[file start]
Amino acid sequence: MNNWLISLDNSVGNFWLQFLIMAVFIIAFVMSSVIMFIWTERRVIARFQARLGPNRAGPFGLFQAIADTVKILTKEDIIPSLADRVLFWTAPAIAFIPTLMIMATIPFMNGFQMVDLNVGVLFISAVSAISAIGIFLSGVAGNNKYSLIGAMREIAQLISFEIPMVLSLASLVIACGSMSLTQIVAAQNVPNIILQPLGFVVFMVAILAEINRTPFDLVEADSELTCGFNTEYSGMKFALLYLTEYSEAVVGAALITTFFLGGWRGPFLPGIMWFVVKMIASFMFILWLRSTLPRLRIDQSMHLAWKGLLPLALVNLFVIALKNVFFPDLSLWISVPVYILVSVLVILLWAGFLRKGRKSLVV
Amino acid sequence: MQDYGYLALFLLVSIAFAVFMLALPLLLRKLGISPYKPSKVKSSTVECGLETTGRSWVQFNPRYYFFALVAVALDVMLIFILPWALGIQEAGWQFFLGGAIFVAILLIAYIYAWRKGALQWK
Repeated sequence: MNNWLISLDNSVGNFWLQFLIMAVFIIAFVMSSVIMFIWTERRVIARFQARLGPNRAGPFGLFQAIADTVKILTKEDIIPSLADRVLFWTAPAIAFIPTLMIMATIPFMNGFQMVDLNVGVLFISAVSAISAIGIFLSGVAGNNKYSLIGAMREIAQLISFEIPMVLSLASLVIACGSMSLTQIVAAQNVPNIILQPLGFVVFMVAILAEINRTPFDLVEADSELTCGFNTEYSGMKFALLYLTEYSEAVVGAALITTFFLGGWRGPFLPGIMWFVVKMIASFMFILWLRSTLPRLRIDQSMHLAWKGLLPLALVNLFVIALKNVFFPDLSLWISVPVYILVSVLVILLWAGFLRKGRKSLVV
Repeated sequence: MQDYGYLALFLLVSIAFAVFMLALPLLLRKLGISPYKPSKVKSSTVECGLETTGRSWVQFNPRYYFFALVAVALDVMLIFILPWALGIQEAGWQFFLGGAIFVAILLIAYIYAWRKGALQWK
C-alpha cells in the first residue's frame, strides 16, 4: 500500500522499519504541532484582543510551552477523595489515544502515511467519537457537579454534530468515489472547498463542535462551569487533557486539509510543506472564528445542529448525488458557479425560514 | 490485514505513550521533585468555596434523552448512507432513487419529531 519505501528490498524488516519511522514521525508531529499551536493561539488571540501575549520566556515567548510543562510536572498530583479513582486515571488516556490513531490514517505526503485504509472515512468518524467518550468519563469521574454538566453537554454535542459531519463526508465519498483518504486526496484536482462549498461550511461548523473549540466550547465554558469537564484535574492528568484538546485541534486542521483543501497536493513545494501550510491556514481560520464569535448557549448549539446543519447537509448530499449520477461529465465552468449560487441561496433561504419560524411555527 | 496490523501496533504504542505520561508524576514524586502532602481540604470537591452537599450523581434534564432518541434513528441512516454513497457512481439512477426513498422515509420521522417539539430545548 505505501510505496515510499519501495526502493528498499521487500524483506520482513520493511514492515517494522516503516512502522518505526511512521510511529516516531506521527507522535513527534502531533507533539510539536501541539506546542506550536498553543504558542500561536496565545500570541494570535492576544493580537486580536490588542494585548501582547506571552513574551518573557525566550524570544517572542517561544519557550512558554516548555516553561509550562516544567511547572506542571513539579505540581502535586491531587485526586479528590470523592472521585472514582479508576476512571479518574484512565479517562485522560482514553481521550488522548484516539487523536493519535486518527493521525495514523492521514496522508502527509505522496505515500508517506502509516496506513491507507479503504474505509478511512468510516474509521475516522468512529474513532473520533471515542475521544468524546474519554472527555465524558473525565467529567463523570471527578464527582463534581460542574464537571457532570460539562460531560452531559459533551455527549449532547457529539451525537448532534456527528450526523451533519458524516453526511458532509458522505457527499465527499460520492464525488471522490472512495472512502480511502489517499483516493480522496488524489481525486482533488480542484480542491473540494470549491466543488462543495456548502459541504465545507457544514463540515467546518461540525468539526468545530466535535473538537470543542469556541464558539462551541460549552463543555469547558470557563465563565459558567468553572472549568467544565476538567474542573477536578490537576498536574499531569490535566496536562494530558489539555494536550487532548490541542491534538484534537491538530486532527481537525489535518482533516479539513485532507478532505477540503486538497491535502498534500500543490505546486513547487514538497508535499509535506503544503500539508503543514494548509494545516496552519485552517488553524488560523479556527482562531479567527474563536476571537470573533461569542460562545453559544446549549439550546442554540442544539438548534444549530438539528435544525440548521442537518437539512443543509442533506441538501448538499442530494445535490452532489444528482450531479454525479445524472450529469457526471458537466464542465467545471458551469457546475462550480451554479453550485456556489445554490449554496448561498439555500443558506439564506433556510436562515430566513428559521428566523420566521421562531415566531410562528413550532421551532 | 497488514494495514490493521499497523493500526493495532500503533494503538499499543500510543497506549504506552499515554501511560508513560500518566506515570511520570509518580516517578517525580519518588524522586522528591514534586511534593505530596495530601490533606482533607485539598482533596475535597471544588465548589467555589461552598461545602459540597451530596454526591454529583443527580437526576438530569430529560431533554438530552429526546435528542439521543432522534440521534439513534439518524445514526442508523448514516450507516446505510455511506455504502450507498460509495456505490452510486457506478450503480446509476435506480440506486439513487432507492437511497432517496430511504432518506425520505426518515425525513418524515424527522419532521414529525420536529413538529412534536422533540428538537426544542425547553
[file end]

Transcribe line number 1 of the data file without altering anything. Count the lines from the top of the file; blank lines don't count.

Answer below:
Amino acid sequence: MNNWLISLDNSVGNFWLQFLIMAVFIIAFVMSSVIMFIWTERRVIARFQARLGPNRAGPFGLFQAIADTVKILTKEDIIPSLADRVLFWTAPAIAFIPTLMIMATIPFMNGFQMVDLNVGVLFISAVSAISAIGIFLSGVAGNNKYSLIGAMREIAQLISFEIPMVLSLASLVIACGSMSLTQIVAAQNVPNIILQPLGFVVFMVAILAEINRTPFDLVEADSELTCGFNTEYSGMKFALLYLTEYSEAVVGAALITTFFLGGWRGPFLPGIMWFVVKMIASFMFILWLRSTLPRLRIDQSMHLAWKGLLPLALVNLFVIALKNVFFPDLSLWISVPVYILVSVLVILLWAGFLRKGRKSLVV